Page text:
WebMD Health News
Louise Chang, MD
June 16, 2008 -- A simple, 60-second hair count test may help men tell the
difference between normal hair loss and problem hair loss
that may be a sign of male
A new study suggests that counting the hairs lost after 60 seconds of
combing or brushing is a reliable method for assessing hair loss.
"Currently, there is no widely accepted or standard method for assessing the
number of hairs shed daily," write researcher Carina A. Wasko, MD, of Baylor
College of Medicine in Houston and colleagues in the Archives of
Researchers say the commonly held belief that it's normal to shed up to 100
hairs a day is based on the assumption that the average scalp contains 100,000
hairs. Although this idea is widely held, researchers say it has not been
proven scientifically to be an accurate measure of normal vs. problem hair loss
in men or women.
It also does not account for whether shedding remains constant with age or
if normal hair loss rates are comparable among men and women.
In the study, researchers examined hair loss in 60 healthy men with no signs
of male pattern baldness. Half were between the ages of 20 and 40 and the other
half between ages 41 and 60.
Each of the men was given identical combs and instructed to wash their hair
with the same brand of shampoo for three consecutive mornings. On the fourth,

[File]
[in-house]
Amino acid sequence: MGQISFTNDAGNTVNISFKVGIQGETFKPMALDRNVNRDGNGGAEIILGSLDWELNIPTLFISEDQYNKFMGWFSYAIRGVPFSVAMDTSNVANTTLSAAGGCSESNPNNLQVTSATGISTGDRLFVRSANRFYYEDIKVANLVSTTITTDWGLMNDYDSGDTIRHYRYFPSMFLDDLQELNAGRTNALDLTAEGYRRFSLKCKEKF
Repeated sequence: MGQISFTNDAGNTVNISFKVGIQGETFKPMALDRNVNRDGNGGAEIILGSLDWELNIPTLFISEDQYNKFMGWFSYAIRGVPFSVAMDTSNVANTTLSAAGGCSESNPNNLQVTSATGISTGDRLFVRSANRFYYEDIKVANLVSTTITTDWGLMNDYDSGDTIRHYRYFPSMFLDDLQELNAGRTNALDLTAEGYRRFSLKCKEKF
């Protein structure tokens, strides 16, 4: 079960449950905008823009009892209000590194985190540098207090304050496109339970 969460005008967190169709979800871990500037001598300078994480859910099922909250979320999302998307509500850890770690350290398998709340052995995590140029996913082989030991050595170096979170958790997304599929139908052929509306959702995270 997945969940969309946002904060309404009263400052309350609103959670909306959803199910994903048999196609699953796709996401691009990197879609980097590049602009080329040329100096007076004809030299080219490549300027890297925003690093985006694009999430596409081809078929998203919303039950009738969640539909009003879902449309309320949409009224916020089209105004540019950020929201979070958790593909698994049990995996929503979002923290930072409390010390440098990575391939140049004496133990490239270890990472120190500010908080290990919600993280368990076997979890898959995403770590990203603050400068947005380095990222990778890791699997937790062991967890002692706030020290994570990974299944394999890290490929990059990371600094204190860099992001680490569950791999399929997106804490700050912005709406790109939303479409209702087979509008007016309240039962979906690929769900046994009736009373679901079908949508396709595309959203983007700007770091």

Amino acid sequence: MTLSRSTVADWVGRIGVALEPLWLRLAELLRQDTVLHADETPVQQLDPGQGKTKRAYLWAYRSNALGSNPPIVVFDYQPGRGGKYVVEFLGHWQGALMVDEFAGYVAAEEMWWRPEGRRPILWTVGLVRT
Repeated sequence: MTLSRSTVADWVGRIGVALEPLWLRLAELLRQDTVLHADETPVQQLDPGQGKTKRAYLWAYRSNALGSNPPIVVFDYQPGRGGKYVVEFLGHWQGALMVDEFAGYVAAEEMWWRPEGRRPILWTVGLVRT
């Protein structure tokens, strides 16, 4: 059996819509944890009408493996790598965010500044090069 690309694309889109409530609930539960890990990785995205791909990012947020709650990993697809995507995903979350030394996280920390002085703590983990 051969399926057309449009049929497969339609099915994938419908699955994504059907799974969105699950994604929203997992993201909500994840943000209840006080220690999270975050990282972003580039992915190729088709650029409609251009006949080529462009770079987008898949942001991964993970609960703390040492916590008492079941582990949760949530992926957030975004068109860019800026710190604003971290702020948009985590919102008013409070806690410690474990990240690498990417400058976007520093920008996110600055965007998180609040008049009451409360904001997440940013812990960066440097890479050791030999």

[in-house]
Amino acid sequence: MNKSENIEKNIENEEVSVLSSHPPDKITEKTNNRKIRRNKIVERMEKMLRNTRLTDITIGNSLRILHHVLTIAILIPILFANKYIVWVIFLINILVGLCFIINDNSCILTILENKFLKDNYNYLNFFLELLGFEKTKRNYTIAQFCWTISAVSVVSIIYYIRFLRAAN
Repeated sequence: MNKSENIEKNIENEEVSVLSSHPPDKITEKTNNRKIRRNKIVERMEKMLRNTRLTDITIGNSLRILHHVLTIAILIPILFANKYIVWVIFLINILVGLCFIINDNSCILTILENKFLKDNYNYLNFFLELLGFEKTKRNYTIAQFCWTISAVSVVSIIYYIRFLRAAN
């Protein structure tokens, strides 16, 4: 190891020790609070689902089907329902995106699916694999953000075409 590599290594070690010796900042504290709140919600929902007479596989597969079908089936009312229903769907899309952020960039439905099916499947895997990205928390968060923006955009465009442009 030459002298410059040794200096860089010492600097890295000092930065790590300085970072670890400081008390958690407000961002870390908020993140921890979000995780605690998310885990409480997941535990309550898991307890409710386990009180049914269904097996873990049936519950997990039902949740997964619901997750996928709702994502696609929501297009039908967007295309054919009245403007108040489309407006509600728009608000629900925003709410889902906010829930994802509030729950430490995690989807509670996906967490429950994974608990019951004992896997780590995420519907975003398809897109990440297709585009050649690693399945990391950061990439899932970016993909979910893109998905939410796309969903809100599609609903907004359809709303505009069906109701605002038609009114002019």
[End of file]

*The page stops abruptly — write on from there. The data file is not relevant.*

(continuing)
fifth, and sixth mornings, they were asked to comb hair forward over a towel or
pillowcase of contrasting color for 60 seconds before shampooing and count the
The results showed younger men shed an average of 10.2 per 60-second test
and the older men shed an average of 10.3 hairs per test.
"When repeated six months later in both age groups, the hair counts did not
change much. The hair counts were repeated and verified by a trained
investigator, with results similar to those of subject hair counts," write the
Researchers say that low variability between tests over time and across age
groups suggests that the 60-second hair count is a simple and practical tool
for assessing normal vs. problem hair loss in men.
They say the next steps are to verify the test in women and in people with
male pattern baldness and other forms of problem hair loss to determine hair
SOURCES:Wasko, C. Archives of Dermatology, June 2008; vol 144: pp
758-762.News release, American Medical Association.
Here are the most recent story comments.View All
© 2014 Ramar Communications |
Site Map |
Privacy Statement |
Copyright & Trademark Notice |
EEO Report |
FCC Public Files |
Closed Captioning |